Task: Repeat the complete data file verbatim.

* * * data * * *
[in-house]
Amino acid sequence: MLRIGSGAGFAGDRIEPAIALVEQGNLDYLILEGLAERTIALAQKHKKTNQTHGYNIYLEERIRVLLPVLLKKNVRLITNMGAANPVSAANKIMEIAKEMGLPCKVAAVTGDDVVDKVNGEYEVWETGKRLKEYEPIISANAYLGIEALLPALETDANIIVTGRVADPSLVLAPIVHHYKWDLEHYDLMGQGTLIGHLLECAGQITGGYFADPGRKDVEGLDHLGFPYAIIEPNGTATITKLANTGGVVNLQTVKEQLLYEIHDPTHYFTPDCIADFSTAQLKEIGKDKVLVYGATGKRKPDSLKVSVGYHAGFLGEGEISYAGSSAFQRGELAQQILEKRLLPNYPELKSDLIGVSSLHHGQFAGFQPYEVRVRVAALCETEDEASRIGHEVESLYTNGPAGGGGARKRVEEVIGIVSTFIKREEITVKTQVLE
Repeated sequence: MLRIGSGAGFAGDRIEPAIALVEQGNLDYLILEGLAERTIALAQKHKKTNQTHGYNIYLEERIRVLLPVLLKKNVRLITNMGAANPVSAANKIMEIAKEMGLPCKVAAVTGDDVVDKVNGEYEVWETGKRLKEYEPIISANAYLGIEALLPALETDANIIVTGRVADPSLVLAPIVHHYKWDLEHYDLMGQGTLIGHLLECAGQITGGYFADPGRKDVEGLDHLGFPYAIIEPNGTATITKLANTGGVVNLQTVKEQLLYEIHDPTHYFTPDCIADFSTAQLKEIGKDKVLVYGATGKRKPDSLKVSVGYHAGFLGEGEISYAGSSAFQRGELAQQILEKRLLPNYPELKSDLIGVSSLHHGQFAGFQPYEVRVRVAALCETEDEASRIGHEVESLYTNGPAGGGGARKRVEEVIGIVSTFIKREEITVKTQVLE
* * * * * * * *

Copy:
[in-house]
Amino acid sequence: MLRIGSGAGFAGDRIEPAIALVEQGNLDYLILEGLAERTIALAQKHKKTNQTHGYNIYLEERIRVLLPVLLKKNVRLITNMGAANPVSAANKIMEIAKEMGLPCKVAAVTGDDVVDKVNGEYEVWETGKRLKEYEPIISANAYLGIEALLPALETDANIIVTGRVADPSLVLAPIVHHYKWDLEHYDLMGQGTLIGHLLECAGQITGGYFADPGRKDVEGLDHLGFPYAIIEPNGTATITKLANTGGVVNLQTVKEQLLYEIHDPTHYFTPDCIADFSTAQLKEIGKDKVLVYGATGKRKPDSLKVSVGYHAGFLGEGEISYAGSSAFQRGELAQQILEKRLLPNYPELKSDLIGVSSLHHGQFAGFQPYEVRVRVAALCETEDEASRIGHEVESLYTNGPAGGGGARKRVEEVIGIVSTFIKREEITVKTQVLE
Repeated sequence: MLRIGSGAGFAGDRIEPAIALVEQGNLDYLILEGLAERTIALAQKHKKTNQTHGYNIYLEERIRVLLPVLLKKNVRLITNMGAANPVSAANKIMEIAKEMGLPCKVAAVTGDDVVDKVNGEYEVWETGKRLKEYEPIISANAYLGIEALLPALETDANIIVTGRVADPSLVLAPIVHHYKWDLEHYDLMGQGTLIGHLLECAGQITGGYFADPGRKDVEGLDHLGFPYAIIEPNGTATITKLANTGGVVNLQTVKEQLLYEIHDPTHYFTPDCIADFSTAQLKEIGKDKVLVYGATGKRKPDSLKVSVGYHAGFLGEGEISYAGSSAFQRGELAQQILEKRLLPNYPELKSDLIGVSSLHHGQFAGFQPYEVRVRVAALCETEDEASRIGHEVESLYTNGPAGGGGARKRVEEVIGIVSTFIKREEITVKTQVLE